“The working group made its initial report to the Head of School on 31 March 2010 (my emphasis) and confirmed the continuing need for the study of Palaeography at King’s. The working group indicated that it would be recommending a re-defined Chair of Palaeography, incorporating Manuscript Studies, with a wide remit…”
Which is to say that -- if you compare report and press release -- the committee not only began work before the fate of Professor Ganz had been resolved, it effectively finished it the day it started -- for that was the major recommendation and everything else was merely filling in the details. March 31, it appears, was a busy day all round. This suggests -- the press release presumably means what it says -- either that the recommendations weren’t very deeply thought through, or that the groundwork had already been done elsewhere and in advance.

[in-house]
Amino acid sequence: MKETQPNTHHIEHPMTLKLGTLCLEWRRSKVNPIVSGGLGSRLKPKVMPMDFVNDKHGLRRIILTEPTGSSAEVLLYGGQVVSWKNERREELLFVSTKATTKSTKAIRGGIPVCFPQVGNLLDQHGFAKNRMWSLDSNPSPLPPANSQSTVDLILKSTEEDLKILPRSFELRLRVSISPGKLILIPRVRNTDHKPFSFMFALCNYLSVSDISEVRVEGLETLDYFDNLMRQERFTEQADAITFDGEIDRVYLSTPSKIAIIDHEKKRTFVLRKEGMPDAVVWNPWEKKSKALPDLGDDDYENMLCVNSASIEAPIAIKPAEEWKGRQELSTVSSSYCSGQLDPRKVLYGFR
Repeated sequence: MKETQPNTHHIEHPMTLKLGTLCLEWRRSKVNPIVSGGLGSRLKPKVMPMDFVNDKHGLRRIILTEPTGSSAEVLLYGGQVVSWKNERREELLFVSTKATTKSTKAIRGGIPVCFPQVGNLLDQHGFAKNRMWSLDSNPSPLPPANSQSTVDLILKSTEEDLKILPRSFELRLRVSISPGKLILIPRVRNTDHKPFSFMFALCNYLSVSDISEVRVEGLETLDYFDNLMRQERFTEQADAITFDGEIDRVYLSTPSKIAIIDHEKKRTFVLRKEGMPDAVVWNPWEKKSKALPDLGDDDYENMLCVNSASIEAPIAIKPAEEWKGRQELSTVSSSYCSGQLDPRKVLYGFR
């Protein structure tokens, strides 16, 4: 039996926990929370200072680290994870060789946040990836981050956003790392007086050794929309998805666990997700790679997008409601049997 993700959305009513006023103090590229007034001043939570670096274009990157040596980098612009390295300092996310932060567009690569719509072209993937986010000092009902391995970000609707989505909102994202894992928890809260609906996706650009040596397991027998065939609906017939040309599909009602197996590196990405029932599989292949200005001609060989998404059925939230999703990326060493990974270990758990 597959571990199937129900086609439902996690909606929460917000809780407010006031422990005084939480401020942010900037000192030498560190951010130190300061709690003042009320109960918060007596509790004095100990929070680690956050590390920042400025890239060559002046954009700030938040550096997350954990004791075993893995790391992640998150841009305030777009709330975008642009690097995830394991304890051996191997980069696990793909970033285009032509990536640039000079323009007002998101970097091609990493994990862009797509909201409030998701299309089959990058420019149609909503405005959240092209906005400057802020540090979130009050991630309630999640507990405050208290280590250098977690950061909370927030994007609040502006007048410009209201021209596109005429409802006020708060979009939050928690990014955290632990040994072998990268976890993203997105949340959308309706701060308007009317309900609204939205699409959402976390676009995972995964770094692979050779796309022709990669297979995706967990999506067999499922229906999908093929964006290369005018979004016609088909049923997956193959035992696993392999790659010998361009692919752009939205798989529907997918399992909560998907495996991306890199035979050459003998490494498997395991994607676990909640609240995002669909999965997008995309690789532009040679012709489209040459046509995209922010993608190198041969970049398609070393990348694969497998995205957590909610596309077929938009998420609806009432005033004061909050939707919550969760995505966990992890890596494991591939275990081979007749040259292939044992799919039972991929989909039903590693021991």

The final report defines the new post in a way which fits Professor Ganz’s skills to a tee (p.4) – languages, with latin as a core; a remit covering documentary and archival material (an odd distinction: what do archives contain except documents?) and medieval vernacular; meeting demands from a range of constituencies and “engaging with the digital environment” – (a rare lapse into gobblydegook) all of which Professor Ganz has been doing with great distinction, if little ostentatious fanfare.